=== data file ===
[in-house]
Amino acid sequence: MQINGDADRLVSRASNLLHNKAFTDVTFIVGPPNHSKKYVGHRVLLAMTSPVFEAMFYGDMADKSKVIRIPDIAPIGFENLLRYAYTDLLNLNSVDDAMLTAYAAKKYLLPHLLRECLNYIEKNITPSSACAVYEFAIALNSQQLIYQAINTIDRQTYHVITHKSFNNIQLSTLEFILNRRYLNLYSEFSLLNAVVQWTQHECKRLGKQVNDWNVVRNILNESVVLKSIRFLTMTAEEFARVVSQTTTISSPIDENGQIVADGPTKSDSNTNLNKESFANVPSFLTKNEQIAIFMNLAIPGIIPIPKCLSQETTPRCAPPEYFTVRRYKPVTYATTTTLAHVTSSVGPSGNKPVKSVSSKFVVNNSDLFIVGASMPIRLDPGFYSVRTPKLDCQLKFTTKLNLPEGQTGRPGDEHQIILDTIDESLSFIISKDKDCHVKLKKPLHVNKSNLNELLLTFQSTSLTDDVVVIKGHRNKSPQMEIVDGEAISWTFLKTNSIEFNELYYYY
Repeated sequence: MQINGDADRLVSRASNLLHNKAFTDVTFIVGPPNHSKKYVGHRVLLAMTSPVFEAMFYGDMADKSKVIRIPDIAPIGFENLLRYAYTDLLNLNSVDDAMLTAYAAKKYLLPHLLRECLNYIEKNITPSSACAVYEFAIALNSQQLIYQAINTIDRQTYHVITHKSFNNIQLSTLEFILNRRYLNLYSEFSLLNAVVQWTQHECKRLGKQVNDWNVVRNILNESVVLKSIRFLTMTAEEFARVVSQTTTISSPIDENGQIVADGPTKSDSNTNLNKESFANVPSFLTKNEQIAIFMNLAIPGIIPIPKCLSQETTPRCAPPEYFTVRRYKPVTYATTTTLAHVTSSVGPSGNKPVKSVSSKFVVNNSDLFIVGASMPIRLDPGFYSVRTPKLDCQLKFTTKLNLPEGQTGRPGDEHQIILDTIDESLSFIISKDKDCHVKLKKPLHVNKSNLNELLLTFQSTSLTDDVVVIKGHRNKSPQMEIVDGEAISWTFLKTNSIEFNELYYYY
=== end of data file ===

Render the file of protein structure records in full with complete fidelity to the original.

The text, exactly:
[in-house]
Amino acid sequence: MQINGDADRLVSRASNLLHNKAFTDVTFIVGPPNHSKKYVGHRVLLAMTSPVFEAMFYGDMADKSKVIRIPDIAPIGFENLLRYAYTDLLNLNSVDDAMLTAYAAKKYLLPHLLRECLNYIEKNITPSSACAVYEFAIALNSQQLIYQAINTIDRQTYHVITHKSFNNIQLSTLEFILNRRYLNLYSEFSLLNAVVQWTQHECKRLGKQVNDWNVVRNILNESVVLKSIRFLTMTAEEFARVVSQTTTISSPIDENGQIVADGPTKSDSNTNLNKESFANVPSFLTKNEQIAIFMNLAIPGIIPIPKCLSQETTPRCAPPEYFTVRRYKPVTYATTTTLAHVTSSVGPSGNKPVKSVSSKFVVNNSDLFIVGASMPIRLDPGFYSVRTPKLDCQLKFTTKLNLPEGQTGRPGDEHQIILDTIDESLSFIISKDKDCHVKLKKPLHVNKSNLNELLLTFQSTSLTDDVVVIKGHRNKSPQMEIVDGEAISWTFLKTNSIEFNELYYYY
Repeated sequence: MQINGDADRLVSRASNLLHNKAFTDVTFIVGPPNHSKKYVGHRVLLAMTSPVFEAMFYGDMADKSKVIRIPDIAPIGFENLLRYAYTDLLNLNSVDDAMLTAYAAKKYLLPHLLRECLNYIEKNITPSSACAVYEFAIALNSQQLIYQAINTIDRQTYHVITHKSFNNIQLSTLEFILNRRYLNLYSEFSLLNAVVQWTQHECKRLGKQVNDWNVVRNILNESVVLKSIRFLTMTAEEFARVVSQTTTISSPIDENGQIVADGPTKSDSNTNLNKESFANVPSFLTKNEQIAIFMNLAIPGIIPIPKCLSQETTPRCAPPEYFTVRRYKPVTYATTTTLAHVTSSVGPSGNKPVKSVSSKFVVNNSDLFIVGASMPIRLDPGFYSVRTPKLDCQLKFTTKLNLPEGQTGRPGDEHQIILDTIDESLSFIISKDKDCHVKLKKPLHVNKSNLNELLLTFQSTSLTDDVVVIKGHRNKSPQMEIVDGEAISWTFLKTNSIEFNELYYYY